New polling shows Brown, DeWine with leads in Ohio

New polling shows Brown, DeWine with leads in Ohio
© Greg Nash

Sen. Sherrod BrownSherrod Campbell BrownLawmakers grapple with the future of America's workforce The Hill's Morning Report - Presented by Pass USMCA Coalition - Restrictive state abortion laws ignite fiery 2020 debate On The Money: Mnuchin signals officials won't release Trump tax returns | Trump to hold off on auto tariffs | WH nears deal with Mexico, Canada on metal tariffs | GOP fears trade war fallout for farmers | Warren, regulator spar over Wells Fargo MORE (D-Ohio) is leading his Republican opponent, Rep. Jim RenacciJames (Jim) B. RenacciGOP rep: If Mueller had found collusion, 'investigation would have wrapped up very quickly' House Ethics Committee extends probe into Renacci Sherrod Brown says he has 'no real timetable' for deciding on 2020 presidential run MORE (R), by a whopping 17-point margin, according to a Baldwin Wallace University poll released Tuesday.

That same poll shows Ohio's Republican attorney general, Mike DeWine, with a much more narrow 41.8-37 percent lead over Democrat Richard CordrayRichard Adams CordrayThe road to the White House still goes through Ohio Rep. Tim Ryan announces presidential run Sherrod Brown says he will not run for president MORE, the former director of the Consumer Financial Protection Bureau (CFPB), in the race to succeed Gov. John Kasich (R).

Brown, a two-term incumbent, is among a handful of Senate Democrats running for reelection this year in a state that President TrumpDonald John TrumpTrump: 'I will not let Iran have nuclear weapons' Rocket attack hits Baghdad's Green Zone amid escalating tensions: reports Buttigieg on Trump tweets: 'I don't care' MORE won in 2016.

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The survey shows Brown with 49.2 percent support among likely Ohio voters, while Renacci garners 31.8 percent support.

Another 19.1 percent remain undecided, giving Renacci some room to close the gap. 

"In both races, the outcomes will hinge on how late-deciding voters break on election day," Tom Sutton, the director of the Community Research Institute at Baldwin Wallace University, said. 

Polls have consistently shown DeWine and Cordray, who left his post at the CFPB last year just before announcing his gubernatorial bid, locked in a tight race.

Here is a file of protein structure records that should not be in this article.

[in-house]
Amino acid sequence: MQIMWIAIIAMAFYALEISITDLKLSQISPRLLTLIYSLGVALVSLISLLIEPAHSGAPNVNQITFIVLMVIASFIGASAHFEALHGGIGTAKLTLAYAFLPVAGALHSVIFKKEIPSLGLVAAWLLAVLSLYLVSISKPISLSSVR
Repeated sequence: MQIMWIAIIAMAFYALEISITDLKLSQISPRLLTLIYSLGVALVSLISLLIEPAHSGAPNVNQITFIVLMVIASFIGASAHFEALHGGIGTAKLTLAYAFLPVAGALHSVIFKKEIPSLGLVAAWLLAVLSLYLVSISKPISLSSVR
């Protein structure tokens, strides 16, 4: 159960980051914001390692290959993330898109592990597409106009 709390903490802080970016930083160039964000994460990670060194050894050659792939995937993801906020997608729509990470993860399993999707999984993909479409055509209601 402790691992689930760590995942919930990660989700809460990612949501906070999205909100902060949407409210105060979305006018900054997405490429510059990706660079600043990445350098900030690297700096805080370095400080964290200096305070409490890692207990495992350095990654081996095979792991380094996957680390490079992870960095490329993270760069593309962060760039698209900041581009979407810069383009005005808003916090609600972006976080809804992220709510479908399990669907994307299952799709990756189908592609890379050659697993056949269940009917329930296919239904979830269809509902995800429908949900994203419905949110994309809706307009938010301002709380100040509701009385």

The Baldwin Wallace University survey also showed that a little more than 21 percent of respondents remain undecided on how they would vote in the gubernatorial race.

Republicans entered 2018 with an advantageous electoral map in the Senate. More than two dozen Democratic incumbents in the chamber are defending their seats this year, including 10 in states won by Trump in 2016.

But the party has still found itself with a narrow path to retaining the majority, as states like Tennessee and Arizona are eyed as prime pickup opportunities and Sen. Ted CruzRafael (Ted) Edward Cruz Eye-popping number of Dems: I can beat Trump 'SleepyCreepy Joe' and 'Crazy Bernie': Trump seeks to define 2020 Dems with insults The Hill's Morning Report - Presented by Pass USMCA Coalition - Restrictive state abortion laws ignite fiery 2020 debate MORE (R) has found himself in an increasingly competitive race against Rep. Beto O'RourkeBeto O'RourkeTrump hits Fox News for 'wasting airtime' with coverage of Buttigieg Overnight Health Care — Presented by Campaign for Accountability — Momentum builds for federal laws enshrining abortion rights | Missouri lawmakers approve bill banning abortions at 8 weeks | Warren unveils plan to protect abortion rights Overnight Energy: Dems dismiss Interior chief's work calendars as 'fake' | Buttigieg climate plan includes carbon tax | Poll finds growing number say climate is crucial 2020 issue MORE (D) in deep-red Texas.

The Cook Political Report, an election handicapper, currently rates the Ohio Senate race as "lean Democrat" and the governor's race as a toss-up.

The Baldwin Wallace University poll surveyed 1,048 likely Ohio voters from Sept. 5-15. It has a margin of error of 3.6 percentage points.